The city of Chicago was used as a major talking point throughout the 2016 US election campaign with Donald Trump quick to highlight its crime and homicide rates, trading on fear and misunderstanding to present himself as the only viable option for change in the mid-western city and beyond. Bruce Norris' new adaptation of Brecht's allegorical play about the rise to power of a mobster who gradually removes his opposition in order to lead a cauliflower racket in 1930s Chicago feels suitably fresh and worthy of a contemporary gaze, yet equally pushes too hard to add allegory on top of allegory that an otherwise careful piece of theatre threatens to buckle.
It's certainly the most fun I've had in the Donmar for a couple of seasons and whilst the Trumped-up narrative seems a little too much of a stretch in places it's convincingly presented as to make the best case of Brecht's continued relevance in our time. Staged in the round it feels immersive and slick with Peter McKintosh's stage design transforming the auditorium into a prohibition-era speakeasy which director Simon Evans efficiently handles to both evoke the spirit of Brecht's theatrical methods complete with audience participation and anachronistic songs that give it flair and the necessary detachment that consistently reminds us of its theatricality.
We're warned from the off by Tom Edden’s exquisitely performed host at the top of the evening that any suggestions of correlation between the gangsters and “leader of a certain nation” are disavowed by the management, but the parallels come thick and often too fast to allow any intellectual breathing space. Originally written as an allegory of Hitler's rise to power in 1930s Germany Brecht parallels the depression with post-crash America finding new areas of satire in Artuo Ui's rise to power. His henchmen Ernesto Roma stands in for Ernst Rohm, the President of the Weimar Republic Hindenburg becomes a dotty Dogsborough who is skilfully outmanoeuvred and both the Anschluss and the Reichstag Fire find themselves staged in new forms.
Only some of these parallels stretch into the new context which mixes verbatim Trump rhetoric – it's all there, from mocking a disabled reporter to calling Mexicans rapists and drug dealers, and by the time the giant 'make this country great again' banner descends it all feels like a step too far in his never-ending 'greatest hits' parade. The genius of Brecht's text is that it crafts the parable obviously yet neatly. This however beats you with it 'biggly' and doesn't allow you the freedom to enjoy connecting the dots yourself, it removes the thought from the action.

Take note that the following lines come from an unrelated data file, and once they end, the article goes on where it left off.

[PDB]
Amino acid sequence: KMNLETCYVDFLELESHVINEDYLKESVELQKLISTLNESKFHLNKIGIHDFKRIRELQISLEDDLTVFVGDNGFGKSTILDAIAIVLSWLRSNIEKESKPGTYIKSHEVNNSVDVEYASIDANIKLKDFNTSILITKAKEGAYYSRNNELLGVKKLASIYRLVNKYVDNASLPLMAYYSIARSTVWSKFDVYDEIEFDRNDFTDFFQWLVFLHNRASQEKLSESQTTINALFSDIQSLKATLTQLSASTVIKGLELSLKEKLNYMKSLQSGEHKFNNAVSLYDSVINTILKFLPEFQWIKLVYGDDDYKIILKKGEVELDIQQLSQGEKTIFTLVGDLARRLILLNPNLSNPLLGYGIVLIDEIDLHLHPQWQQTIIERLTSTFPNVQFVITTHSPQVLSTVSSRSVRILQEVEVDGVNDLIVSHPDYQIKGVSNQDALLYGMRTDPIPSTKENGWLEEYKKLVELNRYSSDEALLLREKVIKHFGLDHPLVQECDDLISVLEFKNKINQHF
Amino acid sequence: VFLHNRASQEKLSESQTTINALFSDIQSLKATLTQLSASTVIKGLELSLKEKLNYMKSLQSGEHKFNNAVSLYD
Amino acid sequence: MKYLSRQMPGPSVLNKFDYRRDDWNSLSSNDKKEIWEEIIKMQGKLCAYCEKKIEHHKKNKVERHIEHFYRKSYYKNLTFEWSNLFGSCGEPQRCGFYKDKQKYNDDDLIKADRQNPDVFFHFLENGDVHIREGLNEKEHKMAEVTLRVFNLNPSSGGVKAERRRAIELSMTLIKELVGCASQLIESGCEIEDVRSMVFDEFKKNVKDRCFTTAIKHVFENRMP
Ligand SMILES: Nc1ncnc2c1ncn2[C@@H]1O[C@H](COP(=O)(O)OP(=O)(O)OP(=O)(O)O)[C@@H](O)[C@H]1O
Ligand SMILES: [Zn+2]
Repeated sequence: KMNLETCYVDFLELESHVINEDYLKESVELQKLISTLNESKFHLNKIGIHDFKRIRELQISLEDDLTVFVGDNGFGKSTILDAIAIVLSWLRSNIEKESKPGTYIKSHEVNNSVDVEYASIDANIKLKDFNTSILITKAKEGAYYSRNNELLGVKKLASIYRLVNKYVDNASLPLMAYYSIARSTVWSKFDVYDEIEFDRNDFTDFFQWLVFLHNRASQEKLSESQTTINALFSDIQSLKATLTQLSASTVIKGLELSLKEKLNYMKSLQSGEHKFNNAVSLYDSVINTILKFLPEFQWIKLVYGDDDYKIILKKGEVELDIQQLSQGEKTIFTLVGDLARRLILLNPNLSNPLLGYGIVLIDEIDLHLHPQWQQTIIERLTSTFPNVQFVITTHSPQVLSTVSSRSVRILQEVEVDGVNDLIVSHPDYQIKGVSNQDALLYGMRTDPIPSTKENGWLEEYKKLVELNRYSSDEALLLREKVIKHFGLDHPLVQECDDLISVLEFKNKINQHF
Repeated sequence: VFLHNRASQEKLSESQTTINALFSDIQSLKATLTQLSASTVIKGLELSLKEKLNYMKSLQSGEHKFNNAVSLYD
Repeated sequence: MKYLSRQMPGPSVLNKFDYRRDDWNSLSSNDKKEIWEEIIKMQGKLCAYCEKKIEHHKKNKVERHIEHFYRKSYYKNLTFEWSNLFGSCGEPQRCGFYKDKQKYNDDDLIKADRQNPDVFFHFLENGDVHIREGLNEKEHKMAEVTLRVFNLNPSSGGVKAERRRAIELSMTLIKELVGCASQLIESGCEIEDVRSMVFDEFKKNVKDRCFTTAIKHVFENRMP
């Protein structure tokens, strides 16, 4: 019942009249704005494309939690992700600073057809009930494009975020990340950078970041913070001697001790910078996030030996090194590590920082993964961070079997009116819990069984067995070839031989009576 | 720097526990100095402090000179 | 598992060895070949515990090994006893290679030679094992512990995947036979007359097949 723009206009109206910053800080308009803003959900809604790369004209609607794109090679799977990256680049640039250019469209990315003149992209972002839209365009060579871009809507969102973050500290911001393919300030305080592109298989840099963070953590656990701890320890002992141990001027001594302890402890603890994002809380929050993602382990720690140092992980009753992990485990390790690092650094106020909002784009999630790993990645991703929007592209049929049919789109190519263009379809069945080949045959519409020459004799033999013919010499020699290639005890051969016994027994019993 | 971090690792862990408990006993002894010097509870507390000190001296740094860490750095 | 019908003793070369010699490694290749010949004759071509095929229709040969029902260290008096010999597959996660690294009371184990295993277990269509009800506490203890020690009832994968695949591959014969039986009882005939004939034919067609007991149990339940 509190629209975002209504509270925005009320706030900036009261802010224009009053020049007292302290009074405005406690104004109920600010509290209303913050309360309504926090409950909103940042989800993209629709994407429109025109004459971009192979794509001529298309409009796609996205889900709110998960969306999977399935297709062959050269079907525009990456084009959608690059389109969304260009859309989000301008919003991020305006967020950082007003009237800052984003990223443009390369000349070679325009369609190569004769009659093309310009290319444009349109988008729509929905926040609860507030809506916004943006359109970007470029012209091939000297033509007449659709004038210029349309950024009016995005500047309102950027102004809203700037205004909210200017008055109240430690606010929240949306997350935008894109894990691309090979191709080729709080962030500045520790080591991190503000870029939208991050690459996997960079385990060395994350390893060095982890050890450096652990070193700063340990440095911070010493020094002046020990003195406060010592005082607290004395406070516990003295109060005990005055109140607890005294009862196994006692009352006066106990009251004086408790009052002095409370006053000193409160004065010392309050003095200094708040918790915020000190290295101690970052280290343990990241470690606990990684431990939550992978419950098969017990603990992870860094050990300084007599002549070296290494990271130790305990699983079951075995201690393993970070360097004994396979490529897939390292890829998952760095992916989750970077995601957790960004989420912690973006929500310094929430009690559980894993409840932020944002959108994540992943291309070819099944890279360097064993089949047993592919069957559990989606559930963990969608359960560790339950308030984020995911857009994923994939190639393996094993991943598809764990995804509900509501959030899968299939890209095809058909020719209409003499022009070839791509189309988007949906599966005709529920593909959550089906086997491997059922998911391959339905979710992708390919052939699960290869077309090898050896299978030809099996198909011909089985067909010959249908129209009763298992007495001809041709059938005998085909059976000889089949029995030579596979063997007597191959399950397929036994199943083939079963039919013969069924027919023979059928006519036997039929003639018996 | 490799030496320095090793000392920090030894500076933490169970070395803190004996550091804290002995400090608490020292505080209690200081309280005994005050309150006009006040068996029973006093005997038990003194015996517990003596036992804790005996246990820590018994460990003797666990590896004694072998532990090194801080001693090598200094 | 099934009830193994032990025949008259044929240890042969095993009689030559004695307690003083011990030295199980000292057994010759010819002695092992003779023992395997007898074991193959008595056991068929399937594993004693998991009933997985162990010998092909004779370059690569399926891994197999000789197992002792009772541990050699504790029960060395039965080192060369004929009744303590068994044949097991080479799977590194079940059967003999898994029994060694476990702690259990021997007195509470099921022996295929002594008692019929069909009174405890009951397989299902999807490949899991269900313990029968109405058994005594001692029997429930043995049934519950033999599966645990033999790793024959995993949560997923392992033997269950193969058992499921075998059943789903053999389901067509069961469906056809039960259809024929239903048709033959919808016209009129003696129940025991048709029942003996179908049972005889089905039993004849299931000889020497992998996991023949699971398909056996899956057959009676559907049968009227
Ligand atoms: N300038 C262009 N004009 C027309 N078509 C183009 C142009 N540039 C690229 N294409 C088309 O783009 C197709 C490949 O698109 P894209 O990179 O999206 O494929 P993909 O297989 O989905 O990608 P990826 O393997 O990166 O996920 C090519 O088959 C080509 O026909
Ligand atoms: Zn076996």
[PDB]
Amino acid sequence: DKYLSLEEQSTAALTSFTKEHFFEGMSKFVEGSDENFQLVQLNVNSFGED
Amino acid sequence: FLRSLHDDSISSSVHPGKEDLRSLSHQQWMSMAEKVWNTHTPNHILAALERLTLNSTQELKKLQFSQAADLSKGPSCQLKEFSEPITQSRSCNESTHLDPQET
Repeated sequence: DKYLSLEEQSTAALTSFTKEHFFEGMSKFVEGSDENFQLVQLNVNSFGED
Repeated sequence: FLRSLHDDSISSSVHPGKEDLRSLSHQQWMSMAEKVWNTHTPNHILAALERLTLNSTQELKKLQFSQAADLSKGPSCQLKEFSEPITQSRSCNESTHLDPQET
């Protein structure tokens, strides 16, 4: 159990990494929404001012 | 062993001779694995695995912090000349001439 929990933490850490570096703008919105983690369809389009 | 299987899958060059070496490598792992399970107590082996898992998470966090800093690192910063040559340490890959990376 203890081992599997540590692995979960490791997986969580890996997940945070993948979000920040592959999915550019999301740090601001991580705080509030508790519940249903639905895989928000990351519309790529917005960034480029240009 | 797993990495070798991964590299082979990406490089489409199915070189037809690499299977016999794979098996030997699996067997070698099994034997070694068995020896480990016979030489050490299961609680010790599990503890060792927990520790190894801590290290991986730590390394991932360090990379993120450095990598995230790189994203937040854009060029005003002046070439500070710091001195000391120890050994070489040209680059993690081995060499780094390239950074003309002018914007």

Whilst the spirit of Brecht's allegory feels ladened and mildly manipulative the piece succeeds at championing the Brechtian alienation style that consistently breaks the fourth wall and invites the audience to be a part of the production. From cameo performances by corpses and defendants to actively inviting those who defy Ui to vote with their feet there's a mischievousness that elevates and delights as the epic style is embraced with careful care by Evans. The spirited ensemble sport some dodgy accents but multi-play a committed collective that bring the world to life, occasionally in a cartoonish but enjoyable manner.
Lenny Henry carries himself impressively transforming convincingly from mannered mobster to potential leader with the aid of those around him who help him master the goose-step and punctuate the air in his impassioned speeches to the Cauliflower Trust. He looms with a natural authority yet never feels terrifying or insurmountable, instead he feels soft-centred, quivering from the inside out with a less physical type of danger that's engaging to watch.
Whilst it ultimately tries too hard to press its point there's much to enjoy in this sharp and shiny adaptation, particularly Tom Edden's chameleon-like performances that capture the atmosphere and give the piece its much needed momentum. Brecht wanted his audiences to leave the theatre pumped up and ready to act rather than settle down to enjoy an evening of entertainment, and I fear this falls into the latter category as we knowingly laugh along at the outcome without any sense of trying to stop the steam train once it has left the station. Unlike Trump, it works too hard and could easily do with a weekend at Mar-a-Largo to kick back and settle into the satire.